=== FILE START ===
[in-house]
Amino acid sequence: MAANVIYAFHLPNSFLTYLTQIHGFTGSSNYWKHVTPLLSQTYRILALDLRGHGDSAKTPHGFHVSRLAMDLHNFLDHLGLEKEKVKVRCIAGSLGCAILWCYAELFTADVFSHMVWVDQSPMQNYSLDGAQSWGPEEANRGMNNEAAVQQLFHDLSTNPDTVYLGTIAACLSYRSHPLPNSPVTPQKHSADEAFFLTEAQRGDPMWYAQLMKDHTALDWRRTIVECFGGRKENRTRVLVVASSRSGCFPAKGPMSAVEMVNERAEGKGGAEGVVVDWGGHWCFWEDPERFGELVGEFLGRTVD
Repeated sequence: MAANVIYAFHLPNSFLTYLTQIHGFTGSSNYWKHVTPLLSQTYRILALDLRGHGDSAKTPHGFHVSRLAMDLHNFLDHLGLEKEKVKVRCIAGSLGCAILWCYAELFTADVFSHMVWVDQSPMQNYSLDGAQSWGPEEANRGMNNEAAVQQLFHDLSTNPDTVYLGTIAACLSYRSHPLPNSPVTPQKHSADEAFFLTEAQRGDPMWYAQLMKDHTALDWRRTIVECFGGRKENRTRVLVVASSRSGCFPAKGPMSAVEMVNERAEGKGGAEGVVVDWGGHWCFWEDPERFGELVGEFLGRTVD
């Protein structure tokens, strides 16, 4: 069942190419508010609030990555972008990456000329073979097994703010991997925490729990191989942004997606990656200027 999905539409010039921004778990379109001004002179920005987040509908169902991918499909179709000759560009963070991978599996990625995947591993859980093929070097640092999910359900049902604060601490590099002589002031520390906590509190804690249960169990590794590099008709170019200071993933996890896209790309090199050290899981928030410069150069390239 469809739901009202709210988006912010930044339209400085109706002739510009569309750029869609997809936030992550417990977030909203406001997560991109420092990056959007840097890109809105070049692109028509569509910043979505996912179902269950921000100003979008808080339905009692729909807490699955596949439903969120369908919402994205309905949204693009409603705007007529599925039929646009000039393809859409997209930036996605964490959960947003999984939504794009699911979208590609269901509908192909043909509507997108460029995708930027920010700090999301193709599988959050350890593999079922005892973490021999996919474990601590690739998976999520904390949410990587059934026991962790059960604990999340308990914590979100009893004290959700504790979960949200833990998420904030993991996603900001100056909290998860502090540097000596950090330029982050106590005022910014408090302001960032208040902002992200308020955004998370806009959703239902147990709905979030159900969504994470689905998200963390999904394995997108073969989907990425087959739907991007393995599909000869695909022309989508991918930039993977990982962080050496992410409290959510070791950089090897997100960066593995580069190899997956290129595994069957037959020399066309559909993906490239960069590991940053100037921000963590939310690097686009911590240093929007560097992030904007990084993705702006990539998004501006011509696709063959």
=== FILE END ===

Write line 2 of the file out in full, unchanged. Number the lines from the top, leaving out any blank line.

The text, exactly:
Amino acid sequence: MAANVIYAFHLPNSFLTYLTQIHGFTGSSNYWKHVTPLLSQTYRILALDLRGHGDSAKTPHGFHVSRLAMDLHNFLDHLGLEKEKVKVRCIAGSLGCAILWCYAELFTADVFSHMVWVDQSPMQNYSLDGAQSWGPEEANRGMNNEAAVQQLFHDLSTNPDTVYLGTIAACLSYRSHPLPNSPVTPQKHSADEAFFLTEAQRGDPMWYAQLMKDHTALDWRRTIVECFGGRKENRTRVLVVASSRSGCFPAKGPMSAVEMVNERAEGKGGAEGVVVDWGGHWCFWEDPERFGELVGEFLGRTVD